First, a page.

AVB aware of derby day pressures
Saturday might see Andre Villas-Boas's first ever North London derby but that doesn't mean he isn't well aware of its importance. In fact, a very significant figure has made sure he knows full well.
Every day for the past two weeks, Daniel Levy has been down impressing on him just how crucial it is to beat Arsenal.
"He keeps mentioning it!" Villas-Boas said. "The kick-off time, what are we going to do, what is going to happen, results from the past.
"I have been getting it for the last two weeks. People have been speaking about it quite often, the staff and the chairman. This is a game where passion is extremely high. It represents three points but it means more."
All of the talk, then, seems to have sunk in. So much so that, when Villas-Boas noticed a journalist in a red jacket at Thursday's press conference, he jokingly ordered it off. "Not in this training ground!"
If the manager is now fully sure of the meaning of the match, though, both of the teams involved are quite unsure of their current standing.
Indeed, anxiety seems to be the overriding emotion in the build-up to this match. It arguably governs both sides more than any other derby in recent memory. Indeed, for once, this fixture isn't so much about defeating your biggest rivals but potentially setting your season while further skewing theirs.
Take, for a start, the form of the two sides. Tottenham have lost three of their last four; Arsenal are enduring their worst start to a season since 1982-83. Then there were the patterns some of those fixtures took. Spurs couldn't maintain momentum against Chelsea and were ultimately overwhelmed; Wenger's side buckled the moment that Fulham pulled one back at the Emirates last week.
The massive goal swings in both of those games have also been something of a trend in the derby itself. The fixture has seen a number of such comebacks in recent seasons, not least last February. Having been two goals and 13 points behind at one point, Arsenal didn't just turn the game in their favour but also the campaign. This time, it is both sides that could do with the match positively transforming their season.
"Obviously at 2-0 you believe that the game was going Tottenham's way," Villas-Boas, who was then Chelsea manager, said. "Arsenal had a big share of possession, kept on threatening the goal. This is a game powered by emotion and motivations.
"When Arsenal levelled they felt it within them to turn it around. This has been common in the Premier League for the last few years. It's a game where you can't sleep. You have to be aware all the time. Hopefully we take the lesson." Indeed, although he generally made a point of defending Wenger, Villas-Boas admitted that the mental brittleness Arsenal illustrated against Fulham will be something he will attempt to exploit.
"You try," he said, "I think you try. You saw that at [Manchester] City when we scored and up to the moment they equalised but, as soon as they equalised, the environment turned.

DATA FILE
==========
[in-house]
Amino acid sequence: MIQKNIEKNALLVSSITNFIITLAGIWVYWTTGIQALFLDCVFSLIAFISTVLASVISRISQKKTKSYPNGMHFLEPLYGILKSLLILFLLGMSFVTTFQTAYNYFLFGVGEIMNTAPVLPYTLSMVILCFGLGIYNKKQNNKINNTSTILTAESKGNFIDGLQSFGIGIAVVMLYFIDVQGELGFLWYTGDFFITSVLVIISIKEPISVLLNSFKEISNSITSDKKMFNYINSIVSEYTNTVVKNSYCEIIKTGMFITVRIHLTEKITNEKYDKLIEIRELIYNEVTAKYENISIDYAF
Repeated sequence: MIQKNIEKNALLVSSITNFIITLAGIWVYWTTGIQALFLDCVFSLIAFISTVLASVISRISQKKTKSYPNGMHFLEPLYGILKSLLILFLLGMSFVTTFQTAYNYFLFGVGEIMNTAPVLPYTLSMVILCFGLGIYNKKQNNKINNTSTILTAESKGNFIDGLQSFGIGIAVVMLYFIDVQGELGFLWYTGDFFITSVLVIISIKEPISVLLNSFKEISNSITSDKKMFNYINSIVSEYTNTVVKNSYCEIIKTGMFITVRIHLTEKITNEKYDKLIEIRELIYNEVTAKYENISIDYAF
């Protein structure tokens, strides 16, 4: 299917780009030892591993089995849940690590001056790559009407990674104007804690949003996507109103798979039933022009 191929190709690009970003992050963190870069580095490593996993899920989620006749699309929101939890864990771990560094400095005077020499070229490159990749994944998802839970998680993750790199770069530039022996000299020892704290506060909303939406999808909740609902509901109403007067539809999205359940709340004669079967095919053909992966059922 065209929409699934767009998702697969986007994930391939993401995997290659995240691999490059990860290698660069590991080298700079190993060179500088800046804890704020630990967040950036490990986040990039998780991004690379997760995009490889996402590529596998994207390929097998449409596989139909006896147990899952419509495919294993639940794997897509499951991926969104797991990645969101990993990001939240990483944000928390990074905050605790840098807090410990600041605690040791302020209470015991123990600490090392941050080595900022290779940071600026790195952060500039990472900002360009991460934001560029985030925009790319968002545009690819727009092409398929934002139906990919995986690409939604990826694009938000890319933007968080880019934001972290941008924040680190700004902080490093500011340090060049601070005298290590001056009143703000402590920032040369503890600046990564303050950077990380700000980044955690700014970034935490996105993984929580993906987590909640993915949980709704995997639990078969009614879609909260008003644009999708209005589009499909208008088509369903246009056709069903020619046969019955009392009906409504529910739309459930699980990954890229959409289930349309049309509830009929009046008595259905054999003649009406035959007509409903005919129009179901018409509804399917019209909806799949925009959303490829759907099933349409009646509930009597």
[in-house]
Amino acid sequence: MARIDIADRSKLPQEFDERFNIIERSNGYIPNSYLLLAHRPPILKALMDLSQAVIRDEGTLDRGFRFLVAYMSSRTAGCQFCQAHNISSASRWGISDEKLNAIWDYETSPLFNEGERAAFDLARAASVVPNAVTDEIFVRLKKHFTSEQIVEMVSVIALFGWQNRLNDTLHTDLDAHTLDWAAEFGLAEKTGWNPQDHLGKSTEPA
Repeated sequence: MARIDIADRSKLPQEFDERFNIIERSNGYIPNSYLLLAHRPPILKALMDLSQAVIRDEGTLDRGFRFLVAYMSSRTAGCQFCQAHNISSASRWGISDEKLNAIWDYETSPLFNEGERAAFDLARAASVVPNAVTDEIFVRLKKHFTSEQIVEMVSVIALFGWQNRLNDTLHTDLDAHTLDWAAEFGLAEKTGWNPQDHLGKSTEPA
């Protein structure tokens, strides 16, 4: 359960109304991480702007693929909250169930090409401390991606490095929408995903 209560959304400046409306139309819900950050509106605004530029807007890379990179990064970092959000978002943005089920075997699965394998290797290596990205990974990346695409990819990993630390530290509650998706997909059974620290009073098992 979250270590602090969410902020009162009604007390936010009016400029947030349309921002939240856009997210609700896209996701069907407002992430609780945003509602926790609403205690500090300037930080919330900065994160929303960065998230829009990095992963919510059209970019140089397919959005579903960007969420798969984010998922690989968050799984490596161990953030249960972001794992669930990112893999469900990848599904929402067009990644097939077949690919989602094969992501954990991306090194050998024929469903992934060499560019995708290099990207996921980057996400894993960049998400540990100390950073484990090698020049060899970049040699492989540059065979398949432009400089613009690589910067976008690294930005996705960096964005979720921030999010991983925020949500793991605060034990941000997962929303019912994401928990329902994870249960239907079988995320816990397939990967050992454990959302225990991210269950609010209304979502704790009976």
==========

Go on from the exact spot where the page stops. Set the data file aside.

"You can benefit from the [feeling] that is around people."
Interestingly, as Arsenal struggle to find form and even recover from set-backs, Villas-Boas praised their long-term mental strength.
"Last season they had a poor beginning, too, but managed to clinch third spot by obtaining points when the season gets decisive," he said.
"They are very focused and always bounce back from negative results. They have that ability to reach their final objectives in the end."
For all the talk of mentality, however, this may well be a game that comes down to midfield. Most notably, Tottenham are again missing the man who has done so much to pin Villas-Boas's nascent formation together.
It is no coincidence that Tottenham have only won one of their last four without Mousa Dembele, and that against hapless Southampton. At the same time, though, their midfield is likely to consist of Sandro and Tom Huddlestone.
For a team that has struggled to click without Dembele, that compromised formation may actually be the key to success tomorrow.
"We are a good attacking side but we concede a lot, so we have to get better and to improve our goal difference," Villas-Boas said. "It's very difficult to predict [how the game will go]. We have only played 11 games."
It is for that reason, though, that Villas-Boas perhaps sounds the most sensible note of all amid the general loud noises of the derby.
"Both teams are not where they want to be," the Tottenham boss said. "The position in the league doesn't suit both teams but both have shown they can do better. It's very early in the league. Last year we were a little bit better by this stage.
"It's absolutely irrelevant to condemn people on a weekly basis. When you drop three points, you are condemned; you win three points and you are back. This is the nature of how the Premier League behaves, particularly when it's so tight."
Villas-Boas couldn't deny, though, that the exact dynamics of this fixture can have a disproportionate effect. "I think, because of the power of the emotion, anything can happen," he said.
Levy, however, has greatly impressed on Villas-Boas what should happen.